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What is Neural Machine Translation (NMT)

Last year professionals had talked much about NMT. What is NMT?

Neural machine translation (NMT) is a machine translation approach that uses a large artificial neural network to predict the likelihood of a sequence of words, typically modeling entire sentences in a single integrated model.

All of the machine translation products (websites or apps) were based on algorithms using statistical methods to try to guess the best possible translation for a given word. This technology is called statistical machine translation.

However, one of the limitations of statistical machine translation is that it only translates words within the context of a few words before and after the translated word. For small sentences, it works pretty well. For longer ones, the translation quality could vary.

Now we have a new machine learning technology called deep learning or deep neural networks, one that tries to mimic how the human brain works (at least partially).

At a high-level, neural network translation works with in two stages:

— A first stage models the word that needs to be translated based on the context of this word (and its possible translations) within the full sentence, whether the sentence is 5 words or 20 words long.

— A second stage then translates this word model (not the word itself but the model the neural network has built of it), within the context of the sentence, into the other language.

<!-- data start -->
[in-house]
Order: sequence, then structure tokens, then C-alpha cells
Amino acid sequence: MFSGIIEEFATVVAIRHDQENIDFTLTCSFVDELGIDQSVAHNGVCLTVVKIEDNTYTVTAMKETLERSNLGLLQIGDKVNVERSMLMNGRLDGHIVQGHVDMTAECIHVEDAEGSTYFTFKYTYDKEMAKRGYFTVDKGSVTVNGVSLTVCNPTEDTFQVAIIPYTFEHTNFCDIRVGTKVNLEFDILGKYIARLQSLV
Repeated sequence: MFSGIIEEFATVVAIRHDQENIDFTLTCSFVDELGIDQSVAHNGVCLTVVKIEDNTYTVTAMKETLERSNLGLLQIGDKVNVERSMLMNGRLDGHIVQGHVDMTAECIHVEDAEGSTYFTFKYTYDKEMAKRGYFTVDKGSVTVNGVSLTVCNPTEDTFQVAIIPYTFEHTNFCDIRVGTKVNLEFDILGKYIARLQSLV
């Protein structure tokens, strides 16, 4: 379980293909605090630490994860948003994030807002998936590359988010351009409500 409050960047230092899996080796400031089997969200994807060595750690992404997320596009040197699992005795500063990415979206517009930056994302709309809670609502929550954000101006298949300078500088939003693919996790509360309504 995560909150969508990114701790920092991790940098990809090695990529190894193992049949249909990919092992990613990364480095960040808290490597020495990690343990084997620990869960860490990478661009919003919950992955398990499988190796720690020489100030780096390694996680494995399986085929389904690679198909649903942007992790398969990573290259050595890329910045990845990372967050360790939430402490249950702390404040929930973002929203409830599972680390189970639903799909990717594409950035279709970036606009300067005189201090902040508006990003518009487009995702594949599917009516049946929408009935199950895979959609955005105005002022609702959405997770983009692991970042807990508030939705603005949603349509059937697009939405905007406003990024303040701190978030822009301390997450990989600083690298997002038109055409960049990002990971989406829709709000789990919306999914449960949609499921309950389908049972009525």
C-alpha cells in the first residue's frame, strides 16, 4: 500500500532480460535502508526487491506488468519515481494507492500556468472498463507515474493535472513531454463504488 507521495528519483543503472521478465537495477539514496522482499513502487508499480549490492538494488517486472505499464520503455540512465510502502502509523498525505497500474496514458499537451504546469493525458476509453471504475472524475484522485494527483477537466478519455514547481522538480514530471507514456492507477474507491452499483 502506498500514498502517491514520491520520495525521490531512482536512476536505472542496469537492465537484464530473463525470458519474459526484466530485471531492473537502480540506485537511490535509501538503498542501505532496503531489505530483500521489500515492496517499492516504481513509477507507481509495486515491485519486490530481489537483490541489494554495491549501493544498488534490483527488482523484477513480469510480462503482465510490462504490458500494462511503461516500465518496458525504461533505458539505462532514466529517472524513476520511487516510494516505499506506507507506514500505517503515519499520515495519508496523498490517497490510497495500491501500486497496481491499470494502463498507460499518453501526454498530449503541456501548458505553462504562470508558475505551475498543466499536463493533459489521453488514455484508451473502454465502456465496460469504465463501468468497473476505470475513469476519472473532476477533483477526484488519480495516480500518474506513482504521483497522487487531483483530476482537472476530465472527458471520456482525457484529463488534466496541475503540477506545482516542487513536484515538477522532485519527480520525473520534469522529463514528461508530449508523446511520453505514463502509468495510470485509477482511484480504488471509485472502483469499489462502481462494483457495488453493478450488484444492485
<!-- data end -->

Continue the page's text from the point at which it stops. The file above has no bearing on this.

One way to think about neural network-based translation could be to think of a fluent speaker in another language that would see a word, say “dog”. This would create the image of a dog in his or her brain, then this image would be associated to, for instance “le chien” in French. The neural network would intrinsically know that the word “chien” is masculine in French (“le” not “la”). But, if the sentence were to be “the dog just gave birth to six puppies” , it would picture the same dog with puppies nursing and would then automatically use “la chienne” (female form of “le chien”) when translating the sentence.

Because of this approach, sentences that are generated from a neural network based machine translation are usually better than statistical machine ones but also sound more fluent and natural, as if a human had translated them and not a machine.

Source: Microsoft

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Some interesting facts about translation history – 2

The word “translation”comes from a Latin term meaning « to bring or carry across ». The Ancient Greek term is ‘metaphrasis’ (« to speak across ») and this gives us the term ‘metaphrase’ (a « literal or word-for-word translation ») – as contrasted with ‘paraphrase’ (« a saying in other words »).  The first known translations are those of the Sumerian epic Gilgamesh into Asian languages from the second millennium BC. Later Buddhist monks translated Indian sutras into Chinese and Roman poets adapted Greek texts.